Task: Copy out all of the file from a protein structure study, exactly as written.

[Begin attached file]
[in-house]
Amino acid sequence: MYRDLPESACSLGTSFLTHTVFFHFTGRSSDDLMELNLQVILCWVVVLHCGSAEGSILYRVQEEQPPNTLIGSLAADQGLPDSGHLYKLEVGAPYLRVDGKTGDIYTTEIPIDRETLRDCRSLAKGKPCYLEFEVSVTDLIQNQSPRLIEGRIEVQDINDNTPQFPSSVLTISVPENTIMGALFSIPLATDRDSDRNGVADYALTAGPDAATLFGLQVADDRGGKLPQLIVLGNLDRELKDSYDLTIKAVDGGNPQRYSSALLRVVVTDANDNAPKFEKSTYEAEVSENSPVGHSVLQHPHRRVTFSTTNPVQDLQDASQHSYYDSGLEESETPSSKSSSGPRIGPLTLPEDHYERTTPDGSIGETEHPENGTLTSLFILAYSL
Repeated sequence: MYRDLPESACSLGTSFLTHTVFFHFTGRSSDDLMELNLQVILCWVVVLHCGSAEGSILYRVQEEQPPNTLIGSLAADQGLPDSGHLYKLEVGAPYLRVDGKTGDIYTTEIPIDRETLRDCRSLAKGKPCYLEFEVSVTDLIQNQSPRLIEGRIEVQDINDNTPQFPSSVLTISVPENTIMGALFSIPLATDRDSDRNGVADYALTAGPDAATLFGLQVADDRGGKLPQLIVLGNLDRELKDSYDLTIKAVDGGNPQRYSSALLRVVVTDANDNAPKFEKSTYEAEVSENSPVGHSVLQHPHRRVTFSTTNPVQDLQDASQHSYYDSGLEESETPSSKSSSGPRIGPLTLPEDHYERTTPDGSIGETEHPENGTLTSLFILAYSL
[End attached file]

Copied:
[in-house]
Amino acid sequence: MYRDLPESACSLGTSFLTHTVFFHFTGRSSDDLMELNLQVILCWVVVLHCGSAEGSILYRVQEEQPPNTLIGSLAADQGLPDSGHLYKLEVGAPYLRVDGKTGDIYTTEIPIDRETLRDCRSLAKGKPCYLEFEVSVTDLIQNQSPRLIEGRIEVQDINDNTPQFPSSVLTISVPENTIMGALFSIPLATDRDSDRNGVADYALTAGPDAATLFGLQVADDRGGKLPQLIVLGNLDRELKDSYDLTIKAVDGGNPQRYSSALLRVVVTDANDNAPKFEKSTYEAEVSENSPVGHSVLQHPHRRVTFSTTNPVQDLQDASQHSYYDSGLEESETPSSKSSSGPRIGPLTLPEDHYERTTPDGSIGETEHPENGTLTSLFILAYSL
Repeated sequence: MYRDLPESACSLGTSFLTHTVFFHFTGRSSDDLMELNLQVILCWVVVLHCGSAEGSILYRVQEEQPPNTLIGSLAADQGLPDSGHLYKLEVGAPYLRVDGKTGDIYTTEIPIDRETLRDCRSLAKGKPCYLEFEVSVTDLIQNQSPRLIEGRIEVQDINDNTPQFPSSVLTISVPENTIMGALFSIPLATDRDSDRNGVADYALTAGPDAATLFGLQVADDRGGKLPQLIVLGNLDRELKDSYDLTIKAVDGGNPQRYSSALLRVVVTDANDNAPKFEKSTYEAEVSENSPVGHSVLQHPHRRVTFSTTNPVQDLQDASQHSYYDSGLEESETPSSKSSSGPRIGPLTLPEDHYERTTPDGSIGETEHPENGTLTSLFILAYSL